‘It’s Like Sticking A Knife In Your Foot’: Babies Exposed To Unnecessary Pain For The Sake Of Medical Studies, Not Treated By Doctors

Some medical professionals are raising concerns about the practice of “pain studies” in infants. It was revealed that babies are routinely inflicted with pain and then denied pain relievers during clinical trials in a bid to study new pain treatments. However, some are concerned that the clinical trials are unethical, as the babies are being exposed to unnecessary pain which can cause long-term developmental problems.

Reuters notes that a report from the Acta Paediatrica medical journal points to the potential emotional and developmental problems that can present in a baby due that has gone through clinical pain studies. The report reveals that nearly two-thirds of all pain studies performed on infants was done with placebos. The infant would be inflicted with pain or undergo a painful procedure, but would not receive pain treatments. Instead, the baby would be given a placebo and their pain response would be detailed.

The study indicates that while some trials are done on procedures that currently have no pain treatment options, such as nose suctioning, others are done on procedures where known pain relievers exists such as needle sticks. When pain treatment options are available, even if it is just breastfeeding or skin-to-skin contact, the researchers say it is unethical not to provide it to the hurting child. Therefore, the paper encourages parents to refuse to allow their child to participate in studies of this nature and is asking medical journals to refuse to publish studies of this nature.

“We are urging parents and ethics review boards to refuse studies that do not provide acceptable analgesia to all babies enrolled in studies, if such pain relief exists. In addition we are calling on medical journals to refuse to publish studies that deny pain relief to control infants undergoing painful procedures.”

The researchers say that this is unacceptable, as it has been determined that babies feel pain more strongly than adults and that exposure to unnecessary pain can cause developmental delays. The delays are seen most heavily in premature infants who are exposed to numerous painful procedures, but the researchers say it is relevant to the ethics of pain studies in any infant group. As an example, the researchers point out that though many of the studies involve heel pricks or needle pricks in infants, this would be the equivalent of “sticking a knife in your foot” and not being offered any pain killers. Baby feet are tiny and sensitive, so even the smallest needle will be large in comparison to the foot size.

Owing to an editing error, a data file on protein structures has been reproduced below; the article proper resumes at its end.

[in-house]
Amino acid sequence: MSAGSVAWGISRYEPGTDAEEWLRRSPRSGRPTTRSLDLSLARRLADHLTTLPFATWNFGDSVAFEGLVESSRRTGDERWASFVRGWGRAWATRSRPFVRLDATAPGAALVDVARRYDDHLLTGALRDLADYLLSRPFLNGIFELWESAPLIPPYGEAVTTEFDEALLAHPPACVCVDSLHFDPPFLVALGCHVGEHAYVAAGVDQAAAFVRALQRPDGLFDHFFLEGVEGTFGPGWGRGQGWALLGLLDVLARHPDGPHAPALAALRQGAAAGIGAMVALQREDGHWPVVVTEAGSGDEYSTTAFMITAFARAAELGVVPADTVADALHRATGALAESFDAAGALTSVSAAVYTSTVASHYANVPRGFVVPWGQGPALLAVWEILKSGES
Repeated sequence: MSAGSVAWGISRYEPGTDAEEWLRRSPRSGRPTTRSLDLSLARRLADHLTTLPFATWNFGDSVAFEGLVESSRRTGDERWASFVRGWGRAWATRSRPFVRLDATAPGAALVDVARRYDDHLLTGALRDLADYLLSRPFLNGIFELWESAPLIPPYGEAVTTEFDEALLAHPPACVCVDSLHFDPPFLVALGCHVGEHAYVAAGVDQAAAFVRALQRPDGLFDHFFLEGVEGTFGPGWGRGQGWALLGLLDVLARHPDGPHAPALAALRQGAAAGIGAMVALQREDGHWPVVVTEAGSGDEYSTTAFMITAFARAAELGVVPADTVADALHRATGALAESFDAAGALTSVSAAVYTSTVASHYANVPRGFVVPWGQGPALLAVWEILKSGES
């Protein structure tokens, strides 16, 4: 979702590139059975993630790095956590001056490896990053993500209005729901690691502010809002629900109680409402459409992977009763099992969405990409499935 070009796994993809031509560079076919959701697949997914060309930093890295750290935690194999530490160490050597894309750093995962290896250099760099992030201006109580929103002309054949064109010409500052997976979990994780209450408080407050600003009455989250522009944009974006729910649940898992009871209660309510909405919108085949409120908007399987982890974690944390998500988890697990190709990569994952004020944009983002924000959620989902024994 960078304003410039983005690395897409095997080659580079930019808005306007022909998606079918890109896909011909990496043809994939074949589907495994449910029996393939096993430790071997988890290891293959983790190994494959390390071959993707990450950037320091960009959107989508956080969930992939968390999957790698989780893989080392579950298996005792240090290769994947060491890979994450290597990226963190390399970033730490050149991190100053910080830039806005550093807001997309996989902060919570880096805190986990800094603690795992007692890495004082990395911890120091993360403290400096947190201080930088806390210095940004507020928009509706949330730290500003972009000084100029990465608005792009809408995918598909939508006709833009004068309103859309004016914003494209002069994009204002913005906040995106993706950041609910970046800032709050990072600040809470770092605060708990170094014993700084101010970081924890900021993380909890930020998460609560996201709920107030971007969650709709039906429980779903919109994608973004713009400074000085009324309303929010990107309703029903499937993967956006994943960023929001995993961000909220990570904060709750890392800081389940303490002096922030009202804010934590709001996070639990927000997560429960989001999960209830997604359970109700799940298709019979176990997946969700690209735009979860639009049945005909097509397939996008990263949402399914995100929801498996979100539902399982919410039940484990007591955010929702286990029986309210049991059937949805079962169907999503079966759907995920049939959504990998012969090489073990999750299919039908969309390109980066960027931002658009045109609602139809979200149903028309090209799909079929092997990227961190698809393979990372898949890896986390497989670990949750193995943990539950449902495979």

“The stress of a single painful event can cause blood-saturation levels to drop, requiring a baby to be on oxygen. Even heel sticks are significant for patients whose heels are the size of an adult fingertip. It’s like sticking a knife in your foot.”

With known side effects to painful procedures, the researchers say that doctors are obligated to “first do no harm.” Therefore, the researchers are asking that clinical pain studies be performed in a manner that is ethical to the tiny patient.

According to the Calgary Herald, the paper goes on to remind researchers that it was not long ago that doctors and the medical community believed that infants could not feel pain. In fact, it wasn’t until the 1980s that a bombshell study proved without doubt that newborns could feel and experience pain just like their adult counterparts, if not more so. The ethical concerns presented by the paper has already made waves in the infant pain study community with numerous universities promising to no longer use placebos.

Wayne State University was one university that made the promise following controversy of a study they presented in 2015. The university says that following the ethical concerns, the university will no longer offer placebos in pain studies performed on infants.

What do you think of the idea of doctors and researchers knowingly inflicting pain on an infant and then denying them pain relief for the sake of a clinical study?

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